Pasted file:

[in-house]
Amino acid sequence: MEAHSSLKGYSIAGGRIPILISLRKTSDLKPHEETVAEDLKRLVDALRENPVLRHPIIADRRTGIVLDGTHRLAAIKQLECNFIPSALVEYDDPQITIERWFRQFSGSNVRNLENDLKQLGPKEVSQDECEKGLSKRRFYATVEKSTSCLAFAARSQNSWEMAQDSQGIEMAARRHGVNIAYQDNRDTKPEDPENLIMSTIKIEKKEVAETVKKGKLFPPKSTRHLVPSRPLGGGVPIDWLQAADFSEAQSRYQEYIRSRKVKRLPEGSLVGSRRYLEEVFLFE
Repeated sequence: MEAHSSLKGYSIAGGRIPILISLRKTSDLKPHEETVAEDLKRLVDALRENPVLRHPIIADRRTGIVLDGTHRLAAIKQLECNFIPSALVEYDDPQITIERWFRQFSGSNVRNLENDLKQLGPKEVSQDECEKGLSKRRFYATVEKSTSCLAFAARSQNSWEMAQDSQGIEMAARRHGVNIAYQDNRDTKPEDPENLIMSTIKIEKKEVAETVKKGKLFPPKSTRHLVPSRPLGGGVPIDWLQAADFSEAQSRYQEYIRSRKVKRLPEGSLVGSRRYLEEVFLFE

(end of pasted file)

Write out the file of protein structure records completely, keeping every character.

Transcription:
[in-house]
Amino acid sequence: MEAHSSLKGYSIAGGRIPILISLRKTSDLKPHEETVAEDLKRLVDALRENPVLRHPIIADRRTGIVLDGTHRLAAIKQLECNFIPSALVEYDDPQITIERWFRQFSGSNVRNLENDLKQLGPKEVSQDECEKGLSKRRFYATVEKSTSCLAFAARSQNSWEMAQDSQGIEMAARRHGVNIAYQDNRDTKPEDPENLIMSTIKIEKKEVAETVKKGKLFPPKSTRHLVPSRPLGGGVPIDWLQAADFSEAQSRYQEYIRSRKVKRLPEGSLVGSRRYLEEVFLFE
Repeated sequence: MEAHSSLKGYSIAGGRIPILISLRKTSDLKPHEETVAEDLKRLVDALRENPVLRHPIIADRRTGIVLDGTHRLAAIKQLECNFIPSALVEYDDPQITIERWFRQFSGSNVRNLENDLKQLGPKEVSQDECEKGLSKRRFYATVEKSTSCLAFAARSQNSWEMAQDSQGIEMAARRHGVNIAYQDNRDTKPEDPENLIMSTIKIEKKEVAETVKKGKLFPPKSTRHLVPSRPLGGGVPIDWLQAADFSEAQSRYQEYIRSRKVKRLPEGSLVGSRRYLEEVFLFE